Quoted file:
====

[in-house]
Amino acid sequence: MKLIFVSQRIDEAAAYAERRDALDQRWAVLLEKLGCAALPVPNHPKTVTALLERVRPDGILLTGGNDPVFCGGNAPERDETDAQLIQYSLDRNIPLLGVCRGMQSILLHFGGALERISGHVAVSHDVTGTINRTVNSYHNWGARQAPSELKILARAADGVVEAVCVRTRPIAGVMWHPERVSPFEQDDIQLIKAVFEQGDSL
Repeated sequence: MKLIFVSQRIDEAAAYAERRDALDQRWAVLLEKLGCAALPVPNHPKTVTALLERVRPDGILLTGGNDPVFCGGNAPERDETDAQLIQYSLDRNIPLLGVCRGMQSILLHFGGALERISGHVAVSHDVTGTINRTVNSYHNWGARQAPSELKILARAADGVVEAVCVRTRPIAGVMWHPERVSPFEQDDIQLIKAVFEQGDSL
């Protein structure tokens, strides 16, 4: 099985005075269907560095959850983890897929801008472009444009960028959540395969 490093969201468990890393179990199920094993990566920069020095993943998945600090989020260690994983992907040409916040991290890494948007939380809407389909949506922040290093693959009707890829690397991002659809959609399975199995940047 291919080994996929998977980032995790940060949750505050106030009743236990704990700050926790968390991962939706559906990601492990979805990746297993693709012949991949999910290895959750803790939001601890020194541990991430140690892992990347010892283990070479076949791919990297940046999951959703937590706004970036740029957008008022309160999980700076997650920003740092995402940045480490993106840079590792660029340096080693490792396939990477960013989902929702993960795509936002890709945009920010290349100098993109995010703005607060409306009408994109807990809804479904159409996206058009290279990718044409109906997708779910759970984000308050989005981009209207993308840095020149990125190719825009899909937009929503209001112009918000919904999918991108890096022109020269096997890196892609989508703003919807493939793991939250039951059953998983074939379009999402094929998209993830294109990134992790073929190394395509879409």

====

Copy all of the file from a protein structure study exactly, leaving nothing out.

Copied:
[in-house]
Amino acid sequence: MKLIFVSQRIDEAAAYAERRDALDQRWAVLLEKLGCAALPVPNHPKTVTALLERVRPDGILLTGGNDPVFCGGNAPERDETDAQLIQYSLDRNIPLLGVCRGMQSILLHFGGALERISGHVAVSHDVTGTINRTVNSYHNWGARQAPSELKILARAADGVVEAVCVRTRPIAGVMWHPERVSPFEQDDIQLIKAVFEQGDSL
Repeated sequence: MKLIFVSQRIDEAAAYAERRDALDQRWAVLLEKLGCAALPVPNHPKTVTALLERVRPDGILLTGGNDPVFCGGNAPERDETDAQLIQYSLDRNIPLLGVCRGMQSILLHFGGALERISGHVAVSHDVTGTINRTVNSYHNWGARQAPSELKILARAADGVVEAVCVRTRPIAGVMWHPERVSPFEQDDIQLIKAVFEQGDSL
């Protein structure tokens, strides 16, 4: 099985005075269907560095959850983890897929801008472009444009960028959540395969 490093969201468990890393179990199920094993990566920069020095993943998945600090989020260690994983992907040409916040991290890494948007939380809407389909949506922040290093693959009707890829690397991002659809959609399975199995940047 291919080994996929998977980032995790940060949750505050106030009743236990704990700050926790968390991962939706559906990601492990979805990746297993693709012949991949999910290895959750803790939001601890020194541990991430140690892992990347010892283990070479076949791919990297940046999951959703937590706004970036740029957008008022309160999980700076997650920003740092995402940045480490993106840079590792660029340096080693490792396939990477960013989902929702993960795509936002890709945009920010290349100098993109995010703005607060409306009408994109807990809804479904159409996206058009290279990718044409109906997708779910759970984000308050989005981009209207993308840095020149990125190719825009899909937009929503209001112009918000919904999918991108890096022109020269096997890196892609989508703003919807493939793991939250039951059953998983074939379009999402094929998209993830294109990134992790073929190394395509879409």